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Day/TBC: When it is in the manufacturer’s best interest to sell you brands they control, it’s in your best interest to sell brands you control. We’re very aware of these programs, and we know that they are, at least to a degree, aimed at us. We meet them head on by constantly improving our key services to the dealer – product quality and selection, superior delivery and exclusive territory.

Zegans/Reynolds: Controlled distribution groups can be good. However, membership in a strong private brand group can be just as good. In fact, maybe better because the dealer buys what he wants, when he wants it.

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Thomas/Spartan: These programs are either going to work because the manufacturers are going to enforce them, or they’re not going to work because they aren’t going to enforce them. These programs require you to buy over 50 percent of your product from one manufacturer. After you do that, you certainly can’t participate in any of the other major brand programs. If a major brand requires that, then you better be looking at a private brand.

How have the capacity and fill rate problems faced by the major brands in 1998 and 1999 impacted the private brand business? How has this situation been a blessing or a curse?

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Wire/Treadways: The capacity/fill rate problems have certainly had a major impact on the private brand business. If you’re one of the brands that was cancelled, or had SKUs eliminated, then the result was very negative. From our standpoint, we look back on this event as very positive for our company. At this time, it’s somewhat hard for me to accept that, because we lost a lot of business due to the lack of product. But the other side of that coin is that we now have quite a few less competitors in the private brand arena.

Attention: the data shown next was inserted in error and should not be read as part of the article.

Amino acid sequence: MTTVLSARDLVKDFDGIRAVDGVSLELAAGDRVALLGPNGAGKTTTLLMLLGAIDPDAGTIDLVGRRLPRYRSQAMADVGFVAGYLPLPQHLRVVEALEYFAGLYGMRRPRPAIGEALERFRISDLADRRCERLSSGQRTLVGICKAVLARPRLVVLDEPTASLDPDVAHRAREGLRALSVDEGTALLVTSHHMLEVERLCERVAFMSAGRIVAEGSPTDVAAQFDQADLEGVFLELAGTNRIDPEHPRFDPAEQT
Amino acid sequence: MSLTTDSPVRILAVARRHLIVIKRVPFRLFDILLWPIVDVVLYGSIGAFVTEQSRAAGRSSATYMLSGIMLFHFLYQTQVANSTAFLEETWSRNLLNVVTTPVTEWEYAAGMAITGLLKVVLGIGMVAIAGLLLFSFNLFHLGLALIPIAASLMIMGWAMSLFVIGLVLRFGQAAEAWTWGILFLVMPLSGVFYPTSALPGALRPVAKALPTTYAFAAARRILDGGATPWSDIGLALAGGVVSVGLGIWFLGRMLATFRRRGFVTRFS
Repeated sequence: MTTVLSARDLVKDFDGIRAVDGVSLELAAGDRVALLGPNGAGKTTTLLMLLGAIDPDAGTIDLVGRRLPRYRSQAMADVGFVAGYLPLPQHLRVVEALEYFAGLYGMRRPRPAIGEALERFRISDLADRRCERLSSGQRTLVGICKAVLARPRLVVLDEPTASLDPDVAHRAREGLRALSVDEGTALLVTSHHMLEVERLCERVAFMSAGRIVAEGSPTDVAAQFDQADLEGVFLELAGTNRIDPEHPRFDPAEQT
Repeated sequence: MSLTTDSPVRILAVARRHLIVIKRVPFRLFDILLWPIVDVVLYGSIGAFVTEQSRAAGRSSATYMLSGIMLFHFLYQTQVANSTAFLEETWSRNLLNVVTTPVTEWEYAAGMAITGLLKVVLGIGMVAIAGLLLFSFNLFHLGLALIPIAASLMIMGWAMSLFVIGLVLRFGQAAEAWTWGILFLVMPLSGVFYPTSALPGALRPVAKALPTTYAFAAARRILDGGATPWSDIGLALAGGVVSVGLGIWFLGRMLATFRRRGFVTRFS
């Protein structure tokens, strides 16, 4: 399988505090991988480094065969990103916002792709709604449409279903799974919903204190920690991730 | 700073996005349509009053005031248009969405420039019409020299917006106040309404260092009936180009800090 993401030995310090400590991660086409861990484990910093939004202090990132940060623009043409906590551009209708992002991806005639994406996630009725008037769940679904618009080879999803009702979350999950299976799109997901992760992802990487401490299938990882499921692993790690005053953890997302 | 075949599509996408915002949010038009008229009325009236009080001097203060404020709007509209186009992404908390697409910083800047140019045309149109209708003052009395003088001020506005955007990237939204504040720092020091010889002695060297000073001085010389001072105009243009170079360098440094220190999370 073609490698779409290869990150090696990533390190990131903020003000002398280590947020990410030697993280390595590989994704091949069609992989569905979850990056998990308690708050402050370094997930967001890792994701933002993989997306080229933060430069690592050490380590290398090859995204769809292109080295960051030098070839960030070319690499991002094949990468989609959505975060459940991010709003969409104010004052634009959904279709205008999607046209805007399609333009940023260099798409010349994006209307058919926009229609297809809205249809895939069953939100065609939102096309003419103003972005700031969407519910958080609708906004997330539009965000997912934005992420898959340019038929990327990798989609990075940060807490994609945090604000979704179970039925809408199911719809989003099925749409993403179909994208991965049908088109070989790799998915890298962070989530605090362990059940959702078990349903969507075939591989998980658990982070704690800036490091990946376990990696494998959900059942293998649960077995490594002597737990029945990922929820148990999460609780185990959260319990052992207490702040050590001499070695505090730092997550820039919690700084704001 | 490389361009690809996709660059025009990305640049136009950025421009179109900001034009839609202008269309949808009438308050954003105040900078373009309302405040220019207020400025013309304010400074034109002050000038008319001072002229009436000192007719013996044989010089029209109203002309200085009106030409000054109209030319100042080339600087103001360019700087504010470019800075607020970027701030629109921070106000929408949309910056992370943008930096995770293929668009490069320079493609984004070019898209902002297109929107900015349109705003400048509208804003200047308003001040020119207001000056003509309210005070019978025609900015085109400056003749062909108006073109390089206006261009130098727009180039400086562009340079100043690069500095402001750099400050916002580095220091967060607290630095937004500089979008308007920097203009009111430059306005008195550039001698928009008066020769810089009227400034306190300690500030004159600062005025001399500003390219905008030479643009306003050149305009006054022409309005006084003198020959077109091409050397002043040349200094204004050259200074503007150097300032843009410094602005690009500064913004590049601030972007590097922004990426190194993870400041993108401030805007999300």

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Brown/Heafner: The impact of the supply issues really depends on which manufacturer the private brander was aligned with. Not every private brand manufacturer had supply problems last year. Dealers will do what they have to do to survive, and if it means bringing in a different product in order to maintain their sales and customers, they’ll do it. And there is no guarantee that when supply returns, the dealers business will return as well. If you look back through the 90s, or even further back, one manufacturer or another has had supply issues almost every year. To protect our affiliated dealers, we are multi-sourced so that generally, we have alternative products to offer in the event the fill-rate becomes a problem in a particular line.

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Ganz/Galaxy: This has been a non-issue for us as the fill rate problems have not been as significant an issue as it was in the medium truck, light truck and passenger businesses. I think you’ll find this to be a blessing for private branders as their customers were forced to take any product just to keep their fleets moving, thereby creating an opportunity to introduce other products.